In their ministrations and worship they stand, as it were an angel at the altar in the court, with the golden frankincense bowl of prayer. They are themselves this golden bowl, in which is much incense of prayers and praises, which they offer upon the golden altar. Their petitions and thanksgiving are kindled into odors of acceptable perfume by the fire taken from the altar of the court; and as constituents also of the golden altar of the Holy Place, the perfumes ascend before the Deity as it were out of the angel's hand.
The Psalms are peculiarly Israel's songs; they were never intended for the use of the alien; they are as exclusive as the Epistles of Paul.
In their composition they are essentially Israelitish. It is from the standpoint of Israel's hope alone that they can be rightly interpreted and appreciated. The Psalms comprise hymns of praise to God and hymns for the mutual edification and comfort of His people. However instructive these Psalms may be to those out of Christ, the enlightened must not wilfully allow them to be misapplied.
God is pleased with praise only when it has been preceded by obedience, and He accepts the service of exhortation from those only who have previously directed their own feet unto wisdom's paths (Matt. vii. 5).
"Ye (said Peter to believers), as lively stones, are built up a spiritual house, an holy priesthood, to offer up spiritual sacrifices, acceptable to God by Jesus Christ" (1 Pet. ii. 5). -ATJ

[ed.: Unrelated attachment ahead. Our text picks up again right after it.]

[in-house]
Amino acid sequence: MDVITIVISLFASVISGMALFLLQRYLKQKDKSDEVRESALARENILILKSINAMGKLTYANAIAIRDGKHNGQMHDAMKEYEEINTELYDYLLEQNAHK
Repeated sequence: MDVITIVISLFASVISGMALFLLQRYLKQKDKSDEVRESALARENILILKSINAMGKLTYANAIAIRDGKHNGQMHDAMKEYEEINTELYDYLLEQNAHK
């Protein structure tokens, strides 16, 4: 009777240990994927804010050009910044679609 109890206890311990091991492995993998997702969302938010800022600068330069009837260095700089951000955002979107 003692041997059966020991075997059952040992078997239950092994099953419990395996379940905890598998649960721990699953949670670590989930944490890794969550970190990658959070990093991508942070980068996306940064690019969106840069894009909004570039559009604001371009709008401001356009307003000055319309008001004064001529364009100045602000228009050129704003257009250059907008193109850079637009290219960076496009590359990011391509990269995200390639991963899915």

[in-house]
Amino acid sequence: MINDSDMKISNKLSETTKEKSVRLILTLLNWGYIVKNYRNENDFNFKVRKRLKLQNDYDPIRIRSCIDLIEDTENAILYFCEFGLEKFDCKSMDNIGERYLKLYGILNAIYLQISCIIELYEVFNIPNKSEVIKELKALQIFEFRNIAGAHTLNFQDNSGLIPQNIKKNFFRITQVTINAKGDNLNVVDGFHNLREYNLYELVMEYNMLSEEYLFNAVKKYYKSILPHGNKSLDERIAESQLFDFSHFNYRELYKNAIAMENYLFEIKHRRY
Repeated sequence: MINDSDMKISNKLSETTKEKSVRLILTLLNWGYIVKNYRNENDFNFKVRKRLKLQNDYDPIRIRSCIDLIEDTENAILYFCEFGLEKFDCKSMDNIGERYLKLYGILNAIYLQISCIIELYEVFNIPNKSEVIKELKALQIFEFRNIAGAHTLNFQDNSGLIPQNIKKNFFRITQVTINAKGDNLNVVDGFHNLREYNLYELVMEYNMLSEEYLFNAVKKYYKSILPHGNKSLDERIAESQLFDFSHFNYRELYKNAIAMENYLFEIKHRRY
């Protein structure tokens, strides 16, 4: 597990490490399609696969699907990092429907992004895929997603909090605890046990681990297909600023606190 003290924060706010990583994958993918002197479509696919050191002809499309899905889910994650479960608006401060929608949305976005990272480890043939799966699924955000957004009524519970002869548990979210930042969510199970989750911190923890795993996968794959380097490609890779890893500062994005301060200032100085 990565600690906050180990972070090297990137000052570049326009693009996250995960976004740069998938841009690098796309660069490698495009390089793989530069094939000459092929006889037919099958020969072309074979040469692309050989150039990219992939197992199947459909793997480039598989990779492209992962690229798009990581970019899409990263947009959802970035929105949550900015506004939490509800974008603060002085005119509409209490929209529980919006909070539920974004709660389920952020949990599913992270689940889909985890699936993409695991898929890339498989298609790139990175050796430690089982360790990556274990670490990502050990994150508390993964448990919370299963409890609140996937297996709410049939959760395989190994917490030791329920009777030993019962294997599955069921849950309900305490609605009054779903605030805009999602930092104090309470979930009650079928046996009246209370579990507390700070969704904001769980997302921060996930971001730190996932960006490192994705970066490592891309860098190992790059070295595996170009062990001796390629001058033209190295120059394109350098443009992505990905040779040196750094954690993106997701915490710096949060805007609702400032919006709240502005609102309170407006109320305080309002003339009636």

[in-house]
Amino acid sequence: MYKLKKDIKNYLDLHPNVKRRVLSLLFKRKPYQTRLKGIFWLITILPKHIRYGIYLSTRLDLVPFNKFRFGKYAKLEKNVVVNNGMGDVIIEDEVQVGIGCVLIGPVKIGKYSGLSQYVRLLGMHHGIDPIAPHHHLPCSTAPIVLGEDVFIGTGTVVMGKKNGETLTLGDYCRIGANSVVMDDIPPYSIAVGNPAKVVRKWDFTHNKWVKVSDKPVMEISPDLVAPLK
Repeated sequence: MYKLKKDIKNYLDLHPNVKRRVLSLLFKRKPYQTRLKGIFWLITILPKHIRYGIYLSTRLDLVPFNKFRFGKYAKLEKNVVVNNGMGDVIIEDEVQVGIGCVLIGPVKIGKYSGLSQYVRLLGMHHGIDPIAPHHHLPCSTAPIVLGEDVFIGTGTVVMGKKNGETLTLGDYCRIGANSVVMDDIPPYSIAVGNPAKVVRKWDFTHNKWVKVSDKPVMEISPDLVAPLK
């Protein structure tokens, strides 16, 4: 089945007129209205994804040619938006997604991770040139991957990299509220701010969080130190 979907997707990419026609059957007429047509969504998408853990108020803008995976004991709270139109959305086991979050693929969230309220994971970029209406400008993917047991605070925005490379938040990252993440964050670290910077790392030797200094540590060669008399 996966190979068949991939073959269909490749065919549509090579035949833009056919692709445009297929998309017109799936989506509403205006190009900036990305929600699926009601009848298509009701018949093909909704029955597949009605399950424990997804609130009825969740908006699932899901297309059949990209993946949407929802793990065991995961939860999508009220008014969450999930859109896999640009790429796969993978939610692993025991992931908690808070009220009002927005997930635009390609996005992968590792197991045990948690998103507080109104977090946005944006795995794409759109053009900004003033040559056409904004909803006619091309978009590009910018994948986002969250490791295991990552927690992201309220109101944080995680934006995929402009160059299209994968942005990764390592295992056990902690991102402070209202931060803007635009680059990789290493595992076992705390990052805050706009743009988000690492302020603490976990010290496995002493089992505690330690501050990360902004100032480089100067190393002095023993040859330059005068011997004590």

9 But ye are a chosen generation, a royal priesthood, an holy nation, a peculiar people; that ye should shew forth the praises of him who hath called you out of darkness into his marvellous light:
The sealed servants of the Deity are always exclusive; for, being enlightened by the word and ruled by its principles, their liberality, toleration, and charity, transcend not the line which they describe --
"to the law and the testimony, if they speak not according to this word, it is because there is no light in them."
Tried by this rule, they found the whole world condemned except themselves, and boldly and bravely proclaimed the truth.
13 Submit yourselves to every ordinance of man for the Lord's sake: whether it be to the king, as supreme;
It is impossible that a Christadelphian can be a patriot or a soldier. "Christian patriotism" is an invention of the flesh. It is one of the "good words and fair speeches" by which the simple are deceived.
The political attitude of a Christadelphian is submission to the existing powers, living peaceably with all men, except where the truth is concerned.
For the truth we are to contend earnestly, and the weapons of this warfare are mighty, through God, to the pulling down of strongholds; though not so mighty as they were in the days of Paul, when Christ's soldiers were armed with the powers of the spirit.
This is our warfare. We are not to touch the conflicts of the world. We are to pay tribute to whom tribute is due, custom to whom custom is due, fear to whom fear, honour to whom honour. We are to be the most peaceful of citizens, the most loyal of subjects, so far as deference to authority is concerned.
We are to submit to every ordinance of man, where it does not conflict with our duty to God.